Written in blood 

Local authors find their pulse in the 2007 Fiction Contest entries

It was one those brainstorming meetings -- you know, the beer and pizza were supposedly "free," but we all really knew the goodies came at a price. Don't they all? The proctors kept going around the room, soliciting themes for the 2007 Fiction Contest. The paper on the easel was filling up with words and phrases, which, at various times and depending on whom you asked, were the best and worst possible options.

We feared the theme would sound exactly like what it was -- the product of an "idea" meeting. As the minutes ticked off, we were feeling like our brains were being sucked dry.

Wait a minute. Sucked. Dry. Hmmm ... blood! Yeah, that's the ticket! The possibilities were endless, we agreed, certainly no less so than the themes from previous years ("ice," "smoke" and before that "dirt").

There was an initial resistance, though. What if the goths got wind of this? We were announcing before Halloween, after all. Boldly, we pushed forward with the theme, and the results were ...

Surprising, definitely. Bloody, of course. But there's more than one way to skin a cat, and as you'll read with our three finalists (with an honorable-mention also published online), blood can rear itself in a lot of creative ways.

First-place winner Brett Bender found it in the memory of a lost high-school love in "Siamese Twins," with its sounds of the Cure and sweaty basement encounters. Second-place winner Caroline Seton Ledlie found it in the spittle from Hartry, her homeless Old Fourth Ward protagonist in "Resurgens Again." She also saw it as a stand-in for Atlanta's famed red clay, which also stars in the work of third-place winner Elizabeth Rose Anderson's "Terminus," in which a young tough of a lesbian tries to keep the blood of her best friend in check -- and away from unsuspecting strangers.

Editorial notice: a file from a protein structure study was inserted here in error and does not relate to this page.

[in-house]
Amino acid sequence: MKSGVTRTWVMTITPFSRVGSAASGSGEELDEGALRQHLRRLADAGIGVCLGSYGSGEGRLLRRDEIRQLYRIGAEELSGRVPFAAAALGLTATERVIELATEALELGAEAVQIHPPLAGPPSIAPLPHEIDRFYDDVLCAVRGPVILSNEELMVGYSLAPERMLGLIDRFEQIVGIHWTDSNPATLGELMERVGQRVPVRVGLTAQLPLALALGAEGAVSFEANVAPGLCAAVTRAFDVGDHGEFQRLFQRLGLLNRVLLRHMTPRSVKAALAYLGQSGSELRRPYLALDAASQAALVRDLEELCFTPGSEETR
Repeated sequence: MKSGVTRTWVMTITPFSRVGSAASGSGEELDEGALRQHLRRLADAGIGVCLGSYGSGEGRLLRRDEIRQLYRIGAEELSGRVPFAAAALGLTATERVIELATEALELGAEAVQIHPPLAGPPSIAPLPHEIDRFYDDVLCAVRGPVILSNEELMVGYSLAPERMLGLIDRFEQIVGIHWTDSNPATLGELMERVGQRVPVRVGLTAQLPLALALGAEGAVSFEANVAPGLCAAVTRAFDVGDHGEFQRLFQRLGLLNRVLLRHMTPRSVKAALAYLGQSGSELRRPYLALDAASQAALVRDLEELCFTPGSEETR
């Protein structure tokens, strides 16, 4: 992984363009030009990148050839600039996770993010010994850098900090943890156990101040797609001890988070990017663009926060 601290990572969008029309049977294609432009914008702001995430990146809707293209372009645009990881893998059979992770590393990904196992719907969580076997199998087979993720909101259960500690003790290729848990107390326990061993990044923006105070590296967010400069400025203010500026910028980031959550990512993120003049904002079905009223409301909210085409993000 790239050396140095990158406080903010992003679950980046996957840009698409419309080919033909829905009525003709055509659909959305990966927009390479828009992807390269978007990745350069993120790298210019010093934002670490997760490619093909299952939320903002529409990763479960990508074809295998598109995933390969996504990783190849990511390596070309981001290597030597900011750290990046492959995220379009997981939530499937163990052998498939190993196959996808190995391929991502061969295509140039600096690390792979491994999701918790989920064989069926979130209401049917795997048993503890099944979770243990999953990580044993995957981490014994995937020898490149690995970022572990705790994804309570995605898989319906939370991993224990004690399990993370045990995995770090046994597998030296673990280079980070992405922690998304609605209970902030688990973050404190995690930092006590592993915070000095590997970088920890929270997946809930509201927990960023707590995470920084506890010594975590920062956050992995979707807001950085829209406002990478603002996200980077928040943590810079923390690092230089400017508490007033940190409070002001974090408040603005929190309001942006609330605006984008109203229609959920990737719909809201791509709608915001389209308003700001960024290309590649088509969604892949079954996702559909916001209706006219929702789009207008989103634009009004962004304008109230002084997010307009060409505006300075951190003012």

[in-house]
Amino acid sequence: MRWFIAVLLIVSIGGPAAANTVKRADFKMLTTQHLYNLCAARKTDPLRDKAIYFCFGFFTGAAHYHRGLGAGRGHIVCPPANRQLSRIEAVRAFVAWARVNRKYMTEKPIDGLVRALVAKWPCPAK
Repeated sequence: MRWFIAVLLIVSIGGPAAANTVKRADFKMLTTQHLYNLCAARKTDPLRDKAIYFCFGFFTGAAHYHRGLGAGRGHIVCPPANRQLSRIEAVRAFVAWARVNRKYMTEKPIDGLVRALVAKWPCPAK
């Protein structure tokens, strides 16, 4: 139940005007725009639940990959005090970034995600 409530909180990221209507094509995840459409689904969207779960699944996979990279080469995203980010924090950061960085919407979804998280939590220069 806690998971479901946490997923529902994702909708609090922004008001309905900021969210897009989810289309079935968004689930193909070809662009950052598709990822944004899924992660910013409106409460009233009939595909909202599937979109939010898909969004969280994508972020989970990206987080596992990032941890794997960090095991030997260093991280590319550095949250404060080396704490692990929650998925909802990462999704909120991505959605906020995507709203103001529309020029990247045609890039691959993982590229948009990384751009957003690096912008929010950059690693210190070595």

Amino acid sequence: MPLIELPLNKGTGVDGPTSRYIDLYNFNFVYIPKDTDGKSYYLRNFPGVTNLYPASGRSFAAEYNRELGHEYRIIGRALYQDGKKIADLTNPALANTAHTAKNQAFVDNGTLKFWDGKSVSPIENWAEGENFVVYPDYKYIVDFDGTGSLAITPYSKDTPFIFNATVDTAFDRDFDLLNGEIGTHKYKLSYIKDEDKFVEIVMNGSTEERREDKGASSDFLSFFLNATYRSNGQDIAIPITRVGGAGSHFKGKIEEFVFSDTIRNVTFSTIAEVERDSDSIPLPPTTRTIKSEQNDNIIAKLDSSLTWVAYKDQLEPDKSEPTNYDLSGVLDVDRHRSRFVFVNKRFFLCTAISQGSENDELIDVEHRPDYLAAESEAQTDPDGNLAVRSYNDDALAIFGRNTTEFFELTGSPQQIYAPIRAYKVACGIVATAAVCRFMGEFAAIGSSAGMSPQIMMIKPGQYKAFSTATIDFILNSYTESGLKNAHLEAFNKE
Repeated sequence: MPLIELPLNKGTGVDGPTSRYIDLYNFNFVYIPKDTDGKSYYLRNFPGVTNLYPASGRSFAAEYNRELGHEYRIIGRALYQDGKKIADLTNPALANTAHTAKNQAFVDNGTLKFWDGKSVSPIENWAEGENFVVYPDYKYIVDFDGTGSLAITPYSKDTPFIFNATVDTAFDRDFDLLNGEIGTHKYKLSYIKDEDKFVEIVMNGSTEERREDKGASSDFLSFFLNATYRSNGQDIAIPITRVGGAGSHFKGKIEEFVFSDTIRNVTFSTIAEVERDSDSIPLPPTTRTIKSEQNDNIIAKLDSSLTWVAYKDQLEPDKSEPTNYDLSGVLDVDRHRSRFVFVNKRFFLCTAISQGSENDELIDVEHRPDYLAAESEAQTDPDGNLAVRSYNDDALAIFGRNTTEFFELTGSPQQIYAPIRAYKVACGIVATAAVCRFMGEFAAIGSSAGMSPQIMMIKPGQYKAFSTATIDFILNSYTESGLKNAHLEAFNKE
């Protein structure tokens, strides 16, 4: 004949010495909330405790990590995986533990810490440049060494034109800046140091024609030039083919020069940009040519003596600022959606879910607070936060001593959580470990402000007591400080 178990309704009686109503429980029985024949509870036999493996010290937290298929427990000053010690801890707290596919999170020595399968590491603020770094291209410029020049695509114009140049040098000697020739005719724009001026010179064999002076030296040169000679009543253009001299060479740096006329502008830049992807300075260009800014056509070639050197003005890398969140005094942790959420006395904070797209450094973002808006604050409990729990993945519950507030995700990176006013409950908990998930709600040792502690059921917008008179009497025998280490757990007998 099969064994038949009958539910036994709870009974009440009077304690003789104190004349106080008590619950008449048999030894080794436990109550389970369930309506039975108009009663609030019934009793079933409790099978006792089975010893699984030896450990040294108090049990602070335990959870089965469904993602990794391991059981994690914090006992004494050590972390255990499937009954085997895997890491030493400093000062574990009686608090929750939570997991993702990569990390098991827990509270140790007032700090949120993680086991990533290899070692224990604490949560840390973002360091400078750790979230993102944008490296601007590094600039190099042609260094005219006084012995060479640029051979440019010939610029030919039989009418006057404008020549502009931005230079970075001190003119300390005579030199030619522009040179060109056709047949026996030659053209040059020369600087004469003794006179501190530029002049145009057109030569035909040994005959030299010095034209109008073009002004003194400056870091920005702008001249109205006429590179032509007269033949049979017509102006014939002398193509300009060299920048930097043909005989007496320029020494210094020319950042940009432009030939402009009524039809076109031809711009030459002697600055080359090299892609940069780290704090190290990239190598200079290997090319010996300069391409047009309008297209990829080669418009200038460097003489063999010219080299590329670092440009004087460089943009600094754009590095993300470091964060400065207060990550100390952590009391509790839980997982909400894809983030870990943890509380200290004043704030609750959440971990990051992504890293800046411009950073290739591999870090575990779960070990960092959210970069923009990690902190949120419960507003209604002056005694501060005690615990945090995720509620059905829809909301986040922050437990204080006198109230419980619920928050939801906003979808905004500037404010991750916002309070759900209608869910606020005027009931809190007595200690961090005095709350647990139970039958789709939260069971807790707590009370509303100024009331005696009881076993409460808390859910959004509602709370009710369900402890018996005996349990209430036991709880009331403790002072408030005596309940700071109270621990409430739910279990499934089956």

Stories this year were judged by three of the South's finest: Atlanta's own Tayari Jones and Jack Pendarvis, and Tallahassee, Fla.'s Brenda Mills.

So sit back and relax in your crimson robe, pour yourself a glass of hearty burgundy or V8, and enjoy these three slices of life.

Just don't cut yourself.



Comments

Subscribe to this thread:

Add a comment

Latest in Cover Story

Readers also liked…

  • Broken City

    March 17 is the last chance voters have to decide the fate of Atlanta’s $250 million infrastructure bond package. Here’s what you need to know.
  • 2015 Answers Issue 11

    24 head-scratching questions, mind-boggling mysteries, and straightforward stumpers explained
Restaurant Review: Bread & Butterfly
Restaurant Review: Bread & Butterfly

Search Events

  1. Goat Farm Economics 5

    Can art and good old-fashioned capitalism breathe new life into one of Atlanta’s most historic and overlooked neighborhoods?
  2. Solving downtown's homeless problem begins with taking the red pill 95

    Peachtree-Pine homeless shelter is the root of downtown's image problem
  3. What is your license plate telling police? 15

    Every day, Atlanta police scan license plates to search for lawbreakers - but where does all of the information go?

Recent Comments

© 2016 Creative Loafing Atlanta
Powered by Foundation